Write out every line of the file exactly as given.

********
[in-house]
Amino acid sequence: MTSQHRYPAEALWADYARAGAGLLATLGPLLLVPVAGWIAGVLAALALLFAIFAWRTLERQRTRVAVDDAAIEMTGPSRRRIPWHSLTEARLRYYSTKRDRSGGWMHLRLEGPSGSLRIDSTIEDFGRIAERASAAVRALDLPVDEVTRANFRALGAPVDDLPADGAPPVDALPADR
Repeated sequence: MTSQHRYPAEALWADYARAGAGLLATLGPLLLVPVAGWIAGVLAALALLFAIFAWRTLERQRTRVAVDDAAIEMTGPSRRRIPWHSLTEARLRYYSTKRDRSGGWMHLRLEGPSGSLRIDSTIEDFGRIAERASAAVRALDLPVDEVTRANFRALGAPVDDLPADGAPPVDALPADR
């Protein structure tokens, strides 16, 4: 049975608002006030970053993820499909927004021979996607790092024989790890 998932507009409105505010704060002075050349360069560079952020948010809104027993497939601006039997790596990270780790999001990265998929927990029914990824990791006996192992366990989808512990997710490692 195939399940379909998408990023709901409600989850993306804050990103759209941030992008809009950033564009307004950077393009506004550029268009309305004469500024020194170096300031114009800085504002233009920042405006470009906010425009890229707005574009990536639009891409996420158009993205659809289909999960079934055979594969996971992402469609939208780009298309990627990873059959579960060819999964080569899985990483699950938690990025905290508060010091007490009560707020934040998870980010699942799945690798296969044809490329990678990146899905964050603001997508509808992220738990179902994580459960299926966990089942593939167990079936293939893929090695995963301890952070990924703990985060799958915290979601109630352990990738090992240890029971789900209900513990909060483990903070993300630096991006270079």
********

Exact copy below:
[in-house]
Amino acid sequence: MTSQHRYPAEALWADYARAGAGLLATLGPLLLVPVAGWIAGVLAALALLFAIFAWRTLERQRTRVAVDDAAIEMTGPSRRRIPWHSLTEARLRYYSTKRDRSGGWMHLRLEGPSGSLRIDSTIEDFGRIAERASAAVRALDLPVDEVTRANFRALGAPVDDLPADGAPPVDALPADR
Repeated sequence: MTSQHRYPAEALWADYARAGAGLLATLGPLLLVPVAGWIAGVLAALALLFAIFAWRTLERQRTRVAVDDAAIEMTGPSRRRIPWHSLTEARLRYYSTKRDRSGGWMHLRLEGPSGSLRIDSTIEDFGRIAERASAAVRALDLPVDEVTRANFRALGAPVDDLPADGAPPVDALPADR
């Protein structure tokens, strides 16, 4: 049975608002006030970053993820499909927004021979996607790092024989790890 998932507009409105505010704060002075050349360069560079952020948010809104027993497939601006039997790596990270780790999001990265998929927990029914990824990791006996192992366990989808512990997710490692 195939399940379909998408990023709901409600989850993306804050990103759209941030992008809009950033564009307004950077393009506004550029268009309305004469500024020194170096300031114009800085504002233009920042405006470009906010425009890229707005574009990536639009891409996420158009993205659809289909999960079934055979594969996971992402469609939208780009298309990627990873059959579960060819999964080569899985990483699950938690990025905290508060010091007490009560707020934040998870980010699942799945690798296969044809490329990678990146899905964050603001997508509808992220738990179902994580459960299926966990089942593939167990079936293939893929090695995963301890952070990924703990985060799958915290979601109630352990990738090992240890029971789900209900513990909060483990903070993300630096991006270079």